Mahoney suffers from that ridiculous pop-psych superstition about "personality" that leads so many people to say they aren't creative, or just "don't think that way." What Magorium helps her understand, and what delighted me the most about the movie, was that there really isn't a "type" of person that is magic. There is just a type of decision a person can make to be so. The decision has everything to do with letting go the self-protective ego, letting go the fear of being out of control, letting go the fear of losing things, letting go the fear of being on one's own, of being disapproved of, etc. There may be circumstances or temperaments that lead some to make this decision easier than others, sure. I'm not discounting the complexity of being a human being who has a particular family, socioeconomic background, experience of real victimization, and so on. However, I think we mistakenly rely on that complexity when almost every time someone thinks they aren't magic it's just because they're afraid of some consequence of being so.

The fear of consequence manifests in another piece of the film's genius--many times characters are being dishonest with each other in ways that are actually socially normalized (for us), but totally unacceptable in a world where magic, desire and curiosity reign. So--instead of their little social stories getting ignored the way they normally would, the stories are pulled out and scrutinized. You must be absolutely honest about what you want or you will be forced to confess it, basically. It's genius, and it's heartbreaking to watch the people in the film putter around something and then finally come out with it, clumsily, abjectly: "I like you," or "will you play with me?" or "I don't understand," or "I'm sorry." Erudition is no help in moments like that, and Magorium's hilarious, wonderful playfulness with language completely falls away when emotions like these need to get expressed. Rightly so. Rightly so.

So the film doesn't just rely on messages about behavioral change, although it is very clear that it is important for everyone to start doing everything differently. It asserts that there is a moment of surrender involved when you want to become "magic"--and that this moment is available at anytime to anyone. You have to surrender to a childlike sense of unfamiliarity with the world in order to see its potential. That surrender doesn't come easy--most adults need something really big to happen to them--a drug trip, a trauma, a baby, falling in love--and then they usually compartmentalize it and try to get back to "normal."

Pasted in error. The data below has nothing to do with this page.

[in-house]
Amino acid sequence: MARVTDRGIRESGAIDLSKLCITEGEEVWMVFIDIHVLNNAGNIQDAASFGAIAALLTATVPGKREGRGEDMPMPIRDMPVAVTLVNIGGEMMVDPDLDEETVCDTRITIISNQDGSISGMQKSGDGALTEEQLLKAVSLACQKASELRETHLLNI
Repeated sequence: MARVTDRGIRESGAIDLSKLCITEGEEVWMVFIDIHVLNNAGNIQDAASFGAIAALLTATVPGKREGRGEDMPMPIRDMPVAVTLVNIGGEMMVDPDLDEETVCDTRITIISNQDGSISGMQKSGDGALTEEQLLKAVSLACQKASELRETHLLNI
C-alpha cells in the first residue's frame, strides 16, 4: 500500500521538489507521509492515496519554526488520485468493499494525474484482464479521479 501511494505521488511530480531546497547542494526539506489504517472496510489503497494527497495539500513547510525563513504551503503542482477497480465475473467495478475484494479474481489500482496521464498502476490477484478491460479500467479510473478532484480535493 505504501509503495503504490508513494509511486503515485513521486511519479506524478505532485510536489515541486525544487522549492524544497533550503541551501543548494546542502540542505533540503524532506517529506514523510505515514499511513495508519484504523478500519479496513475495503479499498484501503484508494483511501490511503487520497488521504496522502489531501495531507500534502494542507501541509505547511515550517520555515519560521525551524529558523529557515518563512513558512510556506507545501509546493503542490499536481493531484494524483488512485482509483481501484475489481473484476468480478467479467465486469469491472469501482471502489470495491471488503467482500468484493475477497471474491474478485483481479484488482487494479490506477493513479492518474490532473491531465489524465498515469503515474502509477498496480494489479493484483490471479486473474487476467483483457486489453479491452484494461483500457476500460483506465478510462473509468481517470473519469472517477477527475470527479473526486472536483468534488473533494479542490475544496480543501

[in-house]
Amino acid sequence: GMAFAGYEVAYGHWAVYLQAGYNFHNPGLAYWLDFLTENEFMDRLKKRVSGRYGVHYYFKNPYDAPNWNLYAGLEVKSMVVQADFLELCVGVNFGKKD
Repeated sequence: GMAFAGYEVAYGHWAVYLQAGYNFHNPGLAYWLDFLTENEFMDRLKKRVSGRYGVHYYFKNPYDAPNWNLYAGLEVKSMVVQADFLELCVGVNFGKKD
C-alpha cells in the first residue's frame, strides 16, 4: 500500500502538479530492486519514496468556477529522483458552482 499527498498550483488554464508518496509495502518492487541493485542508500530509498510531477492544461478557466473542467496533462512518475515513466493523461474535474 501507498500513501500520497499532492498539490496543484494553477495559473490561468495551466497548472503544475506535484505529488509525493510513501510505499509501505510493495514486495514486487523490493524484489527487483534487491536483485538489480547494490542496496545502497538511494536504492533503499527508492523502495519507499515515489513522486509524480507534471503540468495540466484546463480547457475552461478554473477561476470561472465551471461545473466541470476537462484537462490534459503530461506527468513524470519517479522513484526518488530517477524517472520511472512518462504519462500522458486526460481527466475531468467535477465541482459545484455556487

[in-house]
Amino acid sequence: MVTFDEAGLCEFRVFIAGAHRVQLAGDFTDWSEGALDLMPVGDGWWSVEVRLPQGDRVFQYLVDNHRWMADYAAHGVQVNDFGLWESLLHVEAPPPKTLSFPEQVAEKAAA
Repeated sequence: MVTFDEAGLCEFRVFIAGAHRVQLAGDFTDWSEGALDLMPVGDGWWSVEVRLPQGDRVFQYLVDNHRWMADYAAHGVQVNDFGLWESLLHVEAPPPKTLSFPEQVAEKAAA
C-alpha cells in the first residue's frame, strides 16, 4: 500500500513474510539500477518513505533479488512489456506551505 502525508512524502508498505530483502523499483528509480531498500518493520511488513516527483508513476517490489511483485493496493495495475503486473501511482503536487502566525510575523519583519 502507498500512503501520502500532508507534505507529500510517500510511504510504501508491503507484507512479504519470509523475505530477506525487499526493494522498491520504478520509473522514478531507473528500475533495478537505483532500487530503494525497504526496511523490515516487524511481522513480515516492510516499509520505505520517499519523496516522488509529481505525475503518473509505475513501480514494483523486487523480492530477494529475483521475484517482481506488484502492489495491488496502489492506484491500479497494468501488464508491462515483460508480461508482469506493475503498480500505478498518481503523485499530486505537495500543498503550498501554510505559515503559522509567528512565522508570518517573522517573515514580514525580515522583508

But we should remember Mr. Magorium, who lived until he was 243 precisely because he never came back to normal. He stayed high! He kept a zebra in his house! He learned to play the Euphonium in a hospital bed!

He also never once lied about there being sadness in the world. He was very aware of the loss Mahoney would feel when he died. This is why critics thought the movie was not really for kids--they forgot that whimsy is always contexualized by the rest of life, in the same way that sadness is contextualized by the rest of life, even for kids. There was magic and grief in the store at the SAME TIME. Thank you, Leonard Cohen.

This was especially important for me, right now, as I'm in more than one state of loss. Instead of having the grief paralyze me, I've been keeping it "in motion"--every day trying new ways to engage it. Eroticize it. Write it. Cry it. Fight it. Get pummeled by it. Hate it. Eat it. Triscodecaphobia! There is never a time when we have to stop being magic.

Saturday, May 9, 2009

The Paths of Desire Cross Deliciously

I went back to The Museum of Jurassic Technology. Armed with another year and a half of education, experimentation, and creative life, I loved and was fascinated by it in deeper and more fantastic ways. One of the most important realizations I had in the tea room upstairs, in conversation with Max and Lauryl (thanks guys!), was that the organization of the museum, the very way it is physically enacted, is as important, if not more important, than the content itself.